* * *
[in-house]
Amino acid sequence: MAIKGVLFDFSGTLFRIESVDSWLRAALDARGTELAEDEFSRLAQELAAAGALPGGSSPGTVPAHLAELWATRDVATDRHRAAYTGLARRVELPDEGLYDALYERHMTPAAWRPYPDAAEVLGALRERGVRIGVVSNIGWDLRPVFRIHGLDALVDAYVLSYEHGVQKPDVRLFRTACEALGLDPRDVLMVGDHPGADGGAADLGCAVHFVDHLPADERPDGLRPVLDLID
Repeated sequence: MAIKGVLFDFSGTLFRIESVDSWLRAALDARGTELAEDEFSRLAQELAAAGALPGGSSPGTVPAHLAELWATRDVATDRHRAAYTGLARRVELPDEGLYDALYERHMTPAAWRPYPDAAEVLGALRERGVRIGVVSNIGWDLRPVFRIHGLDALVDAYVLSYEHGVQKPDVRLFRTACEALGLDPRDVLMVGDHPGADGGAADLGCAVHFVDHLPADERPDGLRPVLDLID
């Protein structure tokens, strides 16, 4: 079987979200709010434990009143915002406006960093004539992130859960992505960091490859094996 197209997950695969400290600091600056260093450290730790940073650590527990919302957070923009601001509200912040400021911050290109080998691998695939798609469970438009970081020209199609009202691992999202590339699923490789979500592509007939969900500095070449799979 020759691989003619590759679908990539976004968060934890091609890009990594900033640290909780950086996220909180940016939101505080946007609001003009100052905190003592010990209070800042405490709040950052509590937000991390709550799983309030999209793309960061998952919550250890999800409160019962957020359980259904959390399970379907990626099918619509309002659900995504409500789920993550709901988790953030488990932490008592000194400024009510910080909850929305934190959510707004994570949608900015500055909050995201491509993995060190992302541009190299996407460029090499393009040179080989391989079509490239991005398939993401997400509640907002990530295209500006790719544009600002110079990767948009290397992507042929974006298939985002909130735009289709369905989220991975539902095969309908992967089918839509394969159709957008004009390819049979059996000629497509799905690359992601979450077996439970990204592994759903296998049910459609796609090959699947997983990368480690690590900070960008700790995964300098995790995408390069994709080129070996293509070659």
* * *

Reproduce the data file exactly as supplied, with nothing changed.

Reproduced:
[in-house]
Amino acid sequence: MAIKGVLFDFSGTLFRIESVDSWLRAALDARGTELAEDEFSRLAQELAAAGALPGGSSPGTVPAHLAELWATRDVATDRHRAAYTGLARRVELPDEGLYDALYERHMTPAAWRPYPDAAEVLGALRERGVRIGVVSNIGWDLRPVFRIHGLDALVDAYVLSYEHGVQKPDVRLFRTACEALGLDPRDVLMVGDHPGADGGAADLGCAVHFVDHLPADERPDGLRPVLDLID
Repeated sequence: MAIKGVLFDFSGTLFRIESVDSWLRAALDARGTELAEDEFSRLAQELAAAGALPGGSSPGTVPAHLAELWATRDVATDRHRAAYTGLARRVELPDEGLYDALYERHMTPAAWRPYPDAAEVLGALRERGVRIGVVSNIGWDLRPVFRIHGLDALVDAYVLSYEHGVQKPDVRLFRTACEALGLDPRDVLMVGDHPGADGGAADLGCAVHFVDHLPADERPDGLRPVLDLID
């Protein structure tokens, strides 16, 4: 079987979200709010434990009143915002406006960093004539992130859960992505960091490859094996 197209997950695969400290600091600056260093450290730790940073650590527990919302957070923009601001509200912040400021911050290109080998691998695939798609469970438009970081020209199609009202691992999202590339699923490789979500592509007939969900500095070449799979 020759691989003619590759679908990539976004968060934890091609890009990594900033640290909780950086996220909180940016939101505080946007609001003009100052905190003592010990209070800042405490709040950052509590937000991390709550799983309030999209793309960061998952919550250890999800409160019962957020359980259904959390399970379907990626099918619509309002659900995504409500789920993550709901988790953030488990932490008592000194400024009510910080909850929305934190959510707004994570949608900015500055909050995201491509993995060190992302541009190299996407460029090499393009040179080989391989079509490239991005398939993401997400509640907002990530295209500006790719544009600002110079990767948009290397992507042929974006298939985002909130735009289709369905989220991975539902095969309908992967089918839509394969159709957008004009390819049979059996000629497509799905690359992601979450077996439970990204592994759903296998049910459609796609090959699947997983990368480690690590900070960008700790995964300098995790995408390069994709080129070996293509070659």